Urticarial dermatitis is an early sign of bullous pemphigoid in some patients. Eventually tense blisters appear. Biopsy features eosinophils and subepidermal clefting with positive staining on direct immunofluorescence.
Contact dermatitis sometimes appears urticarial rather than eczematous, with most of the inflammation in the dermis rather than the more superficial epidermis.
- It appears at the site of contact with the responsible agent
- It may arise in irritant contact dermatitis or allergic contact dermatitis
- Lesions clear up over days to weeks
- Patch tests may reveal an allergen in allergic cases
Contact dermatitis should be distinguished from contact urticaria, which is a short-lasting type of physical urticaria (see above).
Classic erythema multiforme presents with an acute eruption of target-shaped lesions on the hands, feet, knees and elbows. However target-shaped lesions may also be seen in ordinary urticaria.
- Target lesions are urticaria-like plaques characterised by concentric rings
- In erythema multiforme, blisters often arise in the centre of the plaques
- Individual lesions persist for 10 days to 3 weeks
- Mucosal lesions occur in more severe cases
- Erythema multiforme may be recurrent, usually due to herpes simplex virus infection
Biopsy is usually characteristic.
Urticarial drug eruptions
Drug eruptions include urticaria and urticaria-like eruptions. Individual lesions resolve within hours in urticaria, and persist for days in urticaria-like eruptions. They are often described as morbilliform or maculopapular eruptions. Characteristics of drug eruptions include:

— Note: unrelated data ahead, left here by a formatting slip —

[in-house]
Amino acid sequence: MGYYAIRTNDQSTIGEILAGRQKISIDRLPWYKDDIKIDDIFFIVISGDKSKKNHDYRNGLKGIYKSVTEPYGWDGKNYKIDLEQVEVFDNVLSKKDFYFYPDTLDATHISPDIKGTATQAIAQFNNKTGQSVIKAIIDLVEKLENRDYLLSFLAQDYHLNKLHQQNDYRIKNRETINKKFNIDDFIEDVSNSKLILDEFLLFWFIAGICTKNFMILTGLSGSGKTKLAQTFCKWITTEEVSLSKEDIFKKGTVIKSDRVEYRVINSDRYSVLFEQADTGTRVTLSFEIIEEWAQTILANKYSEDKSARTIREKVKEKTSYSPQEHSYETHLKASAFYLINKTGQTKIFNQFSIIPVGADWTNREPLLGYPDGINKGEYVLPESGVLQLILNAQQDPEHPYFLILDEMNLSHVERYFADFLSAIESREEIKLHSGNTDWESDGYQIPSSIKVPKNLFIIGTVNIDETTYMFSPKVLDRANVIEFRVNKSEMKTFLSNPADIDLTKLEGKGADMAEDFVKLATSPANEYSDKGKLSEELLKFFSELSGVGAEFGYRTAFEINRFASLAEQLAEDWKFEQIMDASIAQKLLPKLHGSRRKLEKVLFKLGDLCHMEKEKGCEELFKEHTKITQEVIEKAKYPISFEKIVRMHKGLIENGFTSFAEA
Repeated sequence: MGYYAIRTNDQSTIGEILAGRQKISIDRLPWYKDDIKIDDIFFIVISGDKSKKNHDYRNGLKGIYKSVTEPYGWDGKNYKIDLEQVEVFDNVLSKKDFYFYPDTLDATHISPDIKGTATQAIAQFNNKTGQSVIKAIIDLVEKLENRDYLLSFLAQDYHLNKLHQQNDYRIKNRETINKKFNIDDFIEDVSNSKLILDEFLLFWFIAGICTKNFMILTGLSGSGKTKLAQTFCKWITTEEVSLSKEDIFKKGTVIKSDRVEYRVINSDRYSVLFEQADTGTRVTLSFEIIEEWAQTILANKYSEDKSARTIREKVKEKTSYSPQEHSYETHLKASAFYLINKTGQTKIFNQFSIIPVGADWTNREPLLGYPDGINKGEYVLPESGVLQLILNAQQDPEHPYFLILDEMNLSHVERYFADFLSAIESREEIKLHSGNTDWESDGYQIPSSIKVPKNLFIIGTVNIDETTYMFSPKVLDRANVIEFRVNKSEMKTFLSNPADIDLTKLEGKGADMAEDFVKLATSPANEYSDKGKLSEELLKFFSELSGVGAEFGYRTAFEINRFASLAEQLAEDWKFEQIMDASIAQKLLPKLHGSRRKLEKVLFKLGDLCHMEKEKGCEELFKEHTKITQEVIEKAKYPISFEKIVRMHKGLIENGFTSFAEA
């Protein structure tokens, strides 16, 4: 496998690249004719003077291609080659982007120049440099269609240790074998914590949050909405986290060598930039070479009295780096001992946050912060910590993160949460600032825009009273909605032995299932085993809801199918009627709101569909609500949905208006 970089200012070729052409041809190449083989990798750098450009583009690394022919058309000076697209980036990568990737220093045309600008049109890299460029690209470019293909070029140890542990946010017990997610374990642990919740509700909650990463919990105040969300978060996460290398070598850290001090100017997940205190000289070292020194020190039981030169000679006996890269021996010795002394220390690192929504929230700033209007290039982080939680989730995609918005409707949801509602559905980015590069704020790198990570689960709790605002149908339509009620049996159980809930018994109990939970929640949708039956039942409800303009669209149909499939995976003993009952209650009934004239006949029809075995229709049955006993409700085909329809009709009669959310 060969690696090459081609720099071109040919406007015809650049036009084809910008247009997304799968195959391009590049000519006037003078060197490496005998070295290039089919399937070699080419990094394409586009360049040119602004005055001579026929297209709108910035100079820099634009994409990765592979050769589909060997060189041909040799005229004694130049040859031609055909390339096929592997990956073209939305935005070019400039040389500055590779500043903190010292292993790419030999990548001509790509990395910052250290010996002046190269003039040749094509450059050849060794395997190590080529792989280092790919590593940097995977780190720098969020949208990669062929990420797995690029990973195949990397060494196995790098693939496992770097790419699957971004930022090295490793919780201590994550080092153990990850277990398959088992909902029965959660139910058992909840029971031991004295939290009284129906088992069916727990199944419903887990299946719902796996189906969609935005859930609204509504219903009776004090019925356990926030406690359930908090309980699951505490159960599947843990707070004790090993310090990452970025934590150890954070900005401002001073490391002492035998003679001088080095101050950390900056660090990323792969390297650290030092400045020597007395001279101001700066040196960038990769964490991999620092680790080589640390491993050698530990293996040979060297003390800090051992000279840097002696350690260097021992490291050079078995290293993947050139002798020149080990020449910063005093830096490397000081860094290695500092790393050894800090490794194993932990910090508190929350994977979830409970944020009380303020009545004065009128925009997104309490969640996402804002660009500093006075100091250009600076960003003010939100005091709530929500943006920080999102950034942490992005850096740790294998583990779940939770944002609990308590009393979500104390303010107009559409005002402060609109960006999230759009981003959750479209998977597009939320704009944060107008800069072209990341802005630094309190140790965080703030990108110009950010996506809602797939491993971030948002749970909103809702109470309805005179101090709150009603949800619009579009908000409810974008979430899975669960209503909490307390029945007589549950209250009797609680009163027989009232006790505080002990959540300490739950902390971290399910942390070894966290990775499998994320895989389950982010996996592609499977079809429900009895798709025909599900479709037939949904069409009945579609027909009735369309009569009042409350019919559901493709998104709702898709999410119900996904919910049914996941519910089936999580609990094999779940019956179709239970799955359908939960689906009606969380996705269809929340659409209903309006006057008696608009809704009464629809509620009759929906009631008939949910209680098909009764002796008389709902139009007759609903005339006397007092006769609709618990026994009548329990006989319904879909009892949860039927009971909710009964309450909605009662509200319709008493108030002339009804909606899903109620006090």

- The rash starts within 14 days of a new medication (except in drug hypersensitivity syndrome, when they arise within 8 weeks of starting a new medication)
- They arise sooner on re-challenge
- The medication may have already been stopped when the rash appears
- Red macules (small flat spots) and papules (small raised spots) may merge together to form large patches (large flat areas) and plaques (large raised areas)
- The rash is symmetrical and tends to be most severe on the trunk
- The rash may or may not be itchy
- There may or may not be a low-grade fever
- As the lesions fade, the surface peels
- Dark marks may persist for days to weeks
Biopsy reveals a subtle inflammatory infiltrate that includes eosinophils, and lymphocytes and apoptotic keratinocytes in the epidermis.
Urticaria pigmentosa is a form of cutaneous mastocytosis in which there are brown macules and papules.
- Urticaria pigmentosa is mostly seen in infants and improves with age
- It may also arise in adults, when it tends to persist
- Lesions may affect trunk and limbs, and less often scalp and face
- The lesions urticate when they are rubbed or spontaneously, i.e. the papules swell into wheals, and these persist for up to an hour
- Lesions may blister in young children
- There may be few to hundreds of lesions
- Systemic involvement may result in flushing and faintness
Biopsy may reveal increased numbers of mast cells, but these can be difficult to identify and the tissue may look the same as normal skin.
Autoimmune blistering diseases